Think of the Chinese Lunar New Year like a second go-round of Thanksgiving: It's all about families and friends coming together to feast and celebrate. Here's what you need to know to throw your own Chinese New Year celebration, from hair-washing tips to recipes.
Every year, families celebrate the Chinese Lunar New Year with an impressive feast called Reunion Dinner, and among the many plates on the table is abalone in a rich sauce with dried oysters, shiitakes, and an algae called black moss. Inspired by that dish, this recipe is a vegetarian take with easier-to-find ingredients, like tofu and both fresh and dried mushrooms. Even without the seafood it still delivers on the richness and flavor of the original.
Steamed whole fish may be one of the simplest of the Chinese New Year's Eve feast, but it's loaded not just with plenty of flavor, but also lots of symbolic significance. Here's how to make it, and just what it means.
Studded with Chinese sausage, Chinese bacon, and shiitake mushrooms, this steamed (and then, optionally, pan-fried) daikon-radish-based snack is a classic at both the Chinese New Year, and also on dim sum tables year-round.
Shanghai-style Lion's Head meatballs have a name that sounds intimidating, but they couldn't be easier to make. In this recipe, ground pork is mixed with mashed tofu (for tenderness), minced water chestnuts (for crunch), seared until golden, and then simmered in broth with vermicelli noodles, cabbage, and bok choi.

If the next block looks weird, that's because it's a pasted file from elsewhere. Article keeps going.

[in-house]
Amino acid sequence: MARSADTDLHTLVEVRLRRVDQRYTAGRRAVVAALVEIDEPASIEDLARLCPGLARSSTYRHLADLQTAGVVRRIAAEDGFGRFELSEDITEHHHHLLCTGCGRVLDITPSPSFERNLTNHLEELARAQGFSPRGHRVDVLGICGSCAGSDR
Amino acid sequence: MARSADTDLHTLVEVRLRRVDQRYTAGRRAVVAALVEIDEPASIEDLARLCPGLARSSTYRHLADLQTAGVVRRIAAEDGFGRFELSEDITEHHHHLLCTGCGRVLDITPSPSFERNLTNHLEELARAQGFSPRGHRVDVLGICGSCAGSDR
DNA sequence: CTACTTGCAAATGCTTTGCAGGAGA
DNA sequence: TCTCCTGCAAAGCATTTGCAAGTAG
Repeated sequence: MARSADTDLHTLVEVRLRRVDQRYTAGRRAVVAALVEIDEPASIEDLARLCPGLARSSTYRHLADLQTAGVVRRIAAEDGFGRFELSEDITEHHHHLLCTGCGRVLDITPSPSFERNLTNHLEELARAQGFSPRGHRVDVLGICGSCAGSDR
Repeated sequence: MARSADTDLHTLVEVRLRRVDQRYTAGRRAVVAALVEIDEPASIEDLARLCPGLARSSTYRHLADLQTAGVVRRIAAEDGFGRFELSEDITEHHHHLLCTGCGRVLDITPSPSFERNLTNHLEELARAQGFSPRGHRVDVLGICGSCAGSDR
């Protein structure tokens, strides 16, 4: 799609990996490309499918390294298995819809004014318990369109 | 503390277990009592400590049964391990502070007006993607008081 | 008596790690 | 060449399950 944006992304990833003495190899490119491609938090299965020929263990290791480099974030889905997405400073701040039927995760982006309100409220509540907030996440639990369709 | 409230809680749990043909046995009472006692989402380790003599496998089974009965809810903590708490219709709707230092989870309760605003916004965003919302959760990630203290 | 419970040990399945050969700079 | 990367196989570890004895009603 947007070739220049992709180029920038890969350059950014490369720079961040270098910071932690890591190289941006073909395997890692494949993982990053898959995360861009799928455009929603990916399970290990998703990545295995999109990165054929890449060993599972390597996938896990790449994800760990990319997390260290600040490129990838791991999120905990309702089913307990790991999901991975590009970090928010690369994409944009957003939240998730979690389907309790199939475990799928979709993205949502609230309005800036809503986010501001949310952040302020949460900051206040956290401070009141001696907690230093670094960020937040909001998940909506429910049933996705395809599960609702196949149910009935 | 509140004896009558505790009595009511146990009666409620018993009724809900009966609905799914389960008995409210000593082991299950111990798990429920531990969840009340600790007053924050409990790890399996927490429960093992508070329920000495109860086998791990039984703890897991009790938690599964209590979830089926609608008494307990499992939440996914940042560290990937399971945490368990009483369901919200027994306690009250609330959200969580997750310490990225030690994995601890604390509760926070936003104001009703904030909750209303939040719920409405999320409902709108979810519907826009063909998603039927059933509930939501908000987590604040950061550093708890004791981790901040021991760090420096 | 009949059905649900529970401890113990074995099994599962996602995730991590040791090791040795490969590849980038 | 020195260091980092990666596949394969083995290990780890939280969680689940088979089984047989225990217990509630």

Chinese hot pot is one of the ultimate communal dining experiences: diners sit around a table, dipping prepared meats, seafood, and vegetables into simmering broths to quickly cook before eating. All that's required are a few key pieces of equipment and all the ingredients prepped right. Here's how to host a hot pot feast at home.
There's something very comforting and satisfying about a meal served and cooked in one pot. One of my favorite one-pot meals is clay pot rice. For this version, I wanted to use an ingredient that's not normally seen in clay pot rice: spicy Italian sausage. Combined with slivers of chicken, marinated dried mushrooms, and a sweet and savory sauce, this speaks comfort to me.
Congee is nothing more than a simple rice porridge, but man can it be comforting! It's an Asian breakfast staple, a dim sum classic, and a blank canvas to add your own flavors. Traditionally white rice is used, but sometimes I like to use brown rice for a heartier, healthier porridge with a subtle nutty flavor. Heartier vegetables such as kale, escarole, shiitakes, leeks, and even Brussels sprouts are perfect in it. One of my favorite combos is this recipe: marinated strips of beef, dried shiitake mushrooms, and garlic chips.
When hitting up the closest dim sum restaurant feels about as easy as traveling to China, creating a downscale experience at home is the answer, and the Dim Sum Classics we've been writing about all week are a great place to start. Your complete menu, after the jump!
Smooth and a little sweet with a mild soybean flavor, fresh bean curd skin is a delicacy. At dim sum houses, it's often stuffed with a mixture of ground pork with mushrooms and ginger, then bathed in a mild yet rich chicken stock-based sauce. While it's typically a breakfast item, these rolls also make a good dinner dish when served with rice alongside.